“I’m just trying to let them know what really happened to Charles,” White-Basch says. “It seems like a great time to open those doors back up. It would make him feel so good just to be invited back to Heritage Hall to say hi.”
What really happened to Charles…
To understand the magnitude of his fall, one must first understand the multitude of his hits, beginning with his first scrimmage as a 12-year-old with the Valley Chargers youth team in San Fernando. White scored six touchdowns, and spent much of the next two decades carrying the football into a maelstrom of violence.
“From that day forward, he took a lot of hits, all those years running the rock, a toll accumulated,” longtime friend Bill Settle said.
The pounding really intensified when he left San Fernando High for USC, where in four years he carried the ball 215 times more than anyone else in school history while rushing for a school-record 6,245 yards, 1,435 more than the second-place Marcus Allen.
White arguably was the greatest Trojans running back. He also was inarguably the most battered.
“Pound for pound, he was one of the toughest guys to ever play in the program,” said Paul McDonald, one of White’s quarterbacks during his four years there. “He wasn’t super fast, but he got stronger as the game went on. He would make things happen. Tough as nails, not silky smooth but so hard to bring down.”
McDonald remembers White playing with a broken nose, pancaking a safety against Notre Dame, the antithesis of the stereotypical, speedily darting great Trojans running backs.
“O.J. [Simpson] and Marcus [Allen] were slashers, while Charles wasn’t afraid just to run through somebody,” McDonald said. “He got belted in the head numerous times, but he would just go and go and go.”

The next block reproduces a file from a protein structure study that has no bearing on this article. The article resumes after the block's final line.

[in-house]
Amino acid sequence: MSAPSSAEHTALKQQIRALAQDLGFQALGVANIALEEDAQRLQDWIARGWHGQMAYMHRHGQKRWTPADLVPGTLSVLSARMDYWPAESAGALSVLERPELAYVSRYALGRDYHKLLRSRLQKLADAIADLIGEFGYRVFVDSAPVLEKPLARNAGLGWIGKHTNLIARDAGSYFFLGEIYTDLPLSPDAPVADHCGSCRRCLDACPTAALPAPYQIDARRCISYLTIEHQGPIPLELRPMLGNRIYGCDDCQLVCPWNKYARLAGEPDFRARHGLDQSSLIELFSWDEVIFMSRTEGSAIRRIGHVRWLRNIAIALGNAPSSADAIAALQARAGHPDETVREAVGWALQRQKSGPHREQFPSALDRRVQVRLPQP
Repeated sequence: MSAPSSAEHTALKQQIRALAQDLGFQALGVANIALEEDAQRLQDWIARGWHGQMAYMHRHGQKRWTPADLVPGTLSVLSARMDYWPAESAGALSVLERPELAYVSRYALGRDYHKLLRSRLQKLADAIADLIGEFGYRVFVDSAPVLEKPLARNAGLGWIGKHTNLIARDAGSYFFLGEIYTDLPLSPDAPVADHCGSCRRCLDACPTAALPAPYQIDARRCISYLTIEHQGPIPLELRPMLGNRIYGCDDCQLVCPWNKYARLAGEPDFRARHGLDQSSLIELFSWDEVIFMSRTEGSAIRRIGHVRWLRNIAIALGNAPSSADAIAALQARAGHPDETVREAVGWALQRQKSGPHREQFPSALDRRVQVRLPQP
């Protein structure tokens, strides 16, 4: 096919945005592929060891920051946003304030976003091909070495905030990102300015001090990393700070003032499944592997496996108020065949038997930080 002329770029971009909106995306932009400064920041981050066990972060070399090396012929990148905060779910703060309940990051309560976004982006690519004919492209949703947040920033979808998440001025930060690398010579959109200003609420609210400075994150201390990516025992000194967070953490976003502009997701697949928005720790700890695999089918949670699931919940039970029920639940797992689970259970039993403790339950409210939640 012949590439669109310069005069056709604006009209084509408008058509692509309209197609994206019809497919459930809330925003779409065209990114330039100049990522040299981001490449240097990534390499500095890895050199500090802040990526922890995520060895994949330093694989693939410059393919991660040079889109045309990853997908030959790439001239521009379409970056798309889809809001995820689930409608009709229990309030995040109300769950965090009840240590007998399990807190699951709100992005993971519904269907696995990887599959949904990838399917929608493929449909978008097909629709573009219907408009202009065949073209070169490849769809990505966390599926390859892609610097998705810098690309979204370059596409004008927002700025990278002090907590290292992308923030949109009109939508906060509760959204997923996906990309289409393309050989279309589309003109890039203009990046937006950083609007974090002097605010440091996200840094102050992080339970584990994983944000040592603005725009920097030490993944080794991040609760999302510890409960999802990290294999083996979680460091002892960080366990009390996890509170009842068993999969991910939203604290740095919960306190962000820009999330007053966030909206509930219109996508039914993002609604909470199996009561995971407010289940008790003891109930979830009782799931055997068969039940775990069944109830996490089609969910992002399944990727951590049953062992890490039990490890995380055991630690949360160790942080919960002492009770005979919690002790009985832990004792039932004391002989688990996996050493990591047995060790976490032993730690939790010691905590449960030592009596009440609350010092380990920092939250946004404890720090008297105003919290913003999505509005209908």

White also operated with reckless abandon off the field, beginning a pattern of drug and alcohol addiction that haunted him his entire playing career.
He began smoking marijuana in high school, smoked throughout his career at USC and did his first line of cocaine shortly before the 1977 Rose Bowl. When he was with his first pro team in Cleveland, he attended drug counseling sessions with a bottle of clean urine in his pants. When he was with the Rams, there is the infamous story of a crack-induced White fending off the cops in a vacant lot with a trash-can lid.
It remains a miracle how White remained clean enough to win the rushing title in 1987. He played just one more season before washing out of the NFL and spiraling back into addiction that dogged his ensuing years at USC as a running backs coach and office worker.
Observers of his post-playing days with the Trojans felt he was just “off.” He would sleep in the locker room. He would borrow money from players. He would neglect his office duties and spend the day riding around campus on his bike.
About a year after the Trojans finally cut all ties with White, he was discovered on a curb at his apartment building. He was disoriented. He didn’t know how to get home. His family and friends thought it was the alcohol. It was 2012 and it was a turning point.
“I saw him in the hospital and said, ‘Yo, man, you can’t keep doing this, we’ve got to figure it out,’ ” Settle said.
“Everybody thought his problems were strictly drug related, now we find out that it could have been directly related to the traumatic brain injury. For so many years it didn’t make sense; now it makes sense.”